Pinin Style: 1959 Austin A40 Farina

1959 Austin A40 Farina

In the late 1950’s, BMC was trying to add some style up and down their lineup as a way to hide pretty ordinary mechanical components. By contracting with Pininfarina, they were assured of the latest in Italian styling. The A40 “Farina” replaced the A35, which at best could be called “cute” and may be best known to US enthusiasts as Beauregard’s Taxi in the Great Muppet Caper. Kim P spotted this example of the A40 for sale here on Kijiji in Ontario, Canada for $1200 (Ca).

Austin A40 Engine

Although the styling might have been cutting edge, one look under the hood reveals mechanical components familiar to many British car enthusiasts. The A-series engine, here in 948cc form, was used in many BMC cars of the era including the original Mini and its derivatives, the Austin-Healey Sprite, and MG Midget. Many other components were shared, including pretty much everything you see in the engine compartment. The seller assures us that the engine runs despite having been in storage for more than 15 years, but is also including a later 1275cc engine from an MG Midget for a potential power upgrade.

Austin A40 Farina

Moving to the rear, we can see that this is not the Countryman version of the A40, which had an early rendition of a hatchback. Glass appears intact, as do most components, although there is a dent in the rear bumper and some rust present along the roofline. It’s nice to see intact taillights, and most trim and handles are there. These little cars had largely conventional underpinnings, with a-arm front suspension, semi-elliptic springs and a solid axle in the rear, but had an unusual braking system with hydraulic drums on the front and mechanical drums on the rear. I’m not familiar with other cars with this hybrid system, although I’m sure knowledgeable readers will enlighten me in the comments section! Thoughtfully, the seller is including a disc brake setup from a Midget that they assure will “bolt right in.”

Austin A40 Interior

The ad lists the interior as being complete, with door panels being described as excellent and seats good. The missing front bumper is currently found inside as well. Some repair is needed to the floorboard, but based on the interior picture there’s enough metal there for successful welding. I love the quaint dash with the multi-function gauge. Does anyone know what the large lever in the center of the dash is for?

Pat Moss's A40

The A40 Farina has a surprising competition history, with Pat Moss (Sir Stirling’s sister) and Ann Wisdom winning the Coupe de Dames and finishing 10th overall in the 1959 Monte Carlo Rallye. I even remember seeing them holding their own in saloon races at Snetterton in the mid 1970’s. I’d love to add this stylish saloon to my collection, but what about you?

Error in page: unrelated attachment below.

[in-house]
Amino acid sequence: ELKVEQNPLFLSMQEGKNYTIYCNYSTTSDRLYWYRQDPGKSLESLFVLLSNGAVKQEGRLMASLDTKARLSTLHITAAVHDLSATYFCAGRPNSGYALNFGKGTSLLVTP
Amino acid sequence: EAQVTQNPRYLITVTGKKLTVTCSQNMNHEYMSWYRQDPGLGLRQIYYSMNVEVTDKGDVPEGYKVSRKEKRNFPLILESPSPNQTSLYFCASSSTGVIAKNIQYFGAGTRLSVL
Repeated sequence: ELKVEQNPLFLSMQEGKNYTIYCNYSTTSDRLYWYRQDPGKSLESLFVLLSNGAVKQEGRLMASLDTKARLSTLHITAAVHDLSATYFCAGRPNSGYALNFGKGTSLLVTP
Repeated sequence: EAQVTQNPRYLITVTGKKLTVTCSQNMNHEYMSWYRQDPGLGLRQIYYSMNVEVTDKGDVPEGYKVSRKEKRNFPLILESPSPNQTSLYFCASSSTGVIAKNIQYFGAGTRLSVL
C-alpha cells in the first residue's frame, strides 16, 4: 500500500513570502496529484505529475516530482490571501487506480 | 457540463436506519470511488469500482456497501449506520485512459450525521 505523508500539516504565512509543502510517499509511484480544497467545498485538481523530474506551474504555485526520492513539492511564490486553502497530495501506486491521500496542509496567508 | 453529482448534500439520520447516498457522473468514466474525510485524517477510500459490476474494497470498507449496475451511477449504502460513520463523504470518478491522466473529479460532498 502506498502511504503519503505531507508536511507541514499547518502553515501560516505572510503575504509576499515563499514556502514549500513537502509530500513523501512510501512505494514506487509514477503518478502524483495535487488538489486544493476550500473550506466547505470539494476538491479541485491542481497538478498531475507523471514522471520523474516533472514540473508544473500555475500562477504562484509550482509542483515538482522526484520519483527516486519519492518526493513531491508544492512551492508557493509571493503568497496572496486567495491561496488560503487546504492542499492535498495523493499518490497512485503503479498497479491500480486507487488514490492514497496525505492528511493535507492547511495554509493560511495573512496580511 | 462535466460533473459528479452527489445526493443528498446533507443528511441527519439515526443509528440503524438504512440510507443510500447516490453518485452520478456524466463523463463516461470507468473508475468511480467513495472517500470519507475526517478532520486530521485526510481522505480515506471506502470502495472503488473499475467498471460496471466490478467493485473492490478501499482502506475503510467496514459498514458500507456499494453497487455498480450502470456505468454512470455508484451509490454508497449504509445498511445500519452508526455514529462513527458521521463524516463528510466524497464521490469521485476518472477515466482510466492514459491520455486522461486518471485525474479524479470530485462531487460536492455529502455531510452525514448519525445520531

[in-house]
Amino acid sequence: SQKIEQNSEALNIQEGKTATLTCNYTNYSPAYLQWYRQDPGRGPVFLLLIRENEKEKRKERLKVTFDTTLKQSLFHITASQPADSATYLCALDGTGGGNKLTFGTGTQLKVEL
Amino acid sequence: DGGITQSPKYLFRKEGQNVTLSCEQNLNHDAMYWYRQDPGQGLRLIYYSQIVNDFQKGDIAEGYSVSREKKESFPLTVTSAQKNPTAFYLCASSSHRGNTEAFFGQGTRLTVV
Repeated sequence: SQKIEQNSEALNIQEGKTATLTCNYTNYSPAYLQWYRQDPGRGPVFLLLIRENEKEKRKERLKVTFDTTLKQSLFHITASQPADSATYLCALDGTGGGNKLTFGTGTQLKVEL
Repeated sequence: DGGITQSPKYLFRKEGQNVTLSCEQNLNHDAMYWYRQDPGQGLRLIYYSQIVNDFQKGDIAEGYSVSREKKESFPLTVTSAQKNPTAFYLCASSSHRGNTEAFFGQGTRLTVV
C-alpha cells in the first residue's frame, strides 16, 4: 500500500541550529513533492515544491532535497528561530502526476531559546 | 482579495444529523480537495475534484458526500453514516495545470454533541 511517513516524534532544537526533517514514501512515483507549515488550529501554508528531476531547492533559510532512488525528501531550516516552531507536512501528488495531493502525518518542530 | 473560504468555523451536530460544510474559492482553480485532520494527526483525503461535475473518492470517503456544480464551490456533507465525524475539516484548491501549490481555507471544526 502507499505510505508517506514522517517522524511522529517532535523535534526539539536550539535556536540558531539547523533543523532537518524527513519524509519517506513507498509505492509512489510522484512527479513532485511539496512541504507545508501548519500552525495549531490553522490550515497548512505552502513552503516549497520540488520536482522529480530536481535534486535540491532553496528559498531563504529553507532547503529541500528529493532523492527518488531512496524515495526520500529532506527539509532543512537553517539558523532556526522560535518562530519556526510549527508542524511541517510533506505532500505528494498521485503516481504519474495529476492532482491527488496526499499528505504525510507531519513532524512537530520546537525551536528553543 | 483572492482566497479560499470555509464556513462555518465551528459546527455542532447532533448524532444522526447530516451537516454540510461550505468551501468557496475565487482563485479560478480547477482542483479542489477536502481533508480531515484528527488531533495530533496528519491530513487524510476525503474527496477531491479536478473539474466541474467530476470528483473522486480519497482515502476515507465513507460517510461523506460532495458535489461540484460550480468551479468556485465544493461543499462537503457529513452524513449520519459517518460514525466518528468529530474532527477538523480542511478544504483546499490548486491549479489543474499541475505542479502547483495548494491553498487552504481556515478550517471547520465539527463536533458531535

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Comments

  1. jim s

    interesting car and the parts may be worth the asking price. with either stock motor this is going to be a slow but maybe fun car to drive after an upgrade to the brakes. no interest in trying out the stock brake setup but would like to see how they connected the two systems. nice find.

    • Smitty

      I like driving slow cars fast. I can haul ass around corners like I’m on fire without getting tickets. I’ll eventually sell one of my NSUs for something else and this has been on my wish list for a long time (although I’ll probably end up with a Fiat).

  2. Alan Northcott

    Isn’t the switch in the middle a light switch, around the ignition switch? Think that was fairly common.

  3. Jesse Mortensen Jesse Staff

    I’d like to have this just for the simple fact that it is different. While everyone is running around in their Midgets you can have something unique looking that is just as easy and affordable to fix. I’d want to drop the 1275 in there and pretend I was headed to Monte Carlo. Obviously the two women mentioned above were much more skilled and infinitely braver than I, but they would still provide the inspiration for my build. After which I’d be more than happy to hear the words, “you drive like a girl”.

  4. Stewart

    I had a ’59 A40 as my first car! It’s a fairly common misconception that they the Farina styling house in Italy is the same as the better known Pinninfarina styling house however they are not the same. The seller is correct about the MG midget discs fitting straight on. The rear brakes are in fact hydraulic however they have a single cylinder which then opperates the drums via a mechanical linkage and I recall they were troublesome, to the extent I converted it to a Mk2 a40 system using slave cylinders from a Morris minor and had no issues with it again.

    • Jamie Palmer Jamie Staff

      Stewart, interesting information. According to what I read, both “Pinin” Farina and his son were at the introduction of the car…was this wrong? Also, thanks for the tip on how to get the rear brakes to non troublesome status!

  5. Michael arkou

    The lever on the tunnel is the rear wheels manual lock,( I believe )
    The switch on the dash could be an interior light switch
    I picked up an Austin 1950 A40 that would have qualified as a barn find.
    It as about 8 years ago,and I bought it for the princely sum of $80.00 (Can)!
    It was the Devon model,two door and flippers (directional signals) that swung out
    just rear of the door post! I always wanted a foreign (Ha Ha )and I fun restoring it.
    I will watch the the auction on this,Lovely car.lots of fun.Very tough engine.

  6. Paul B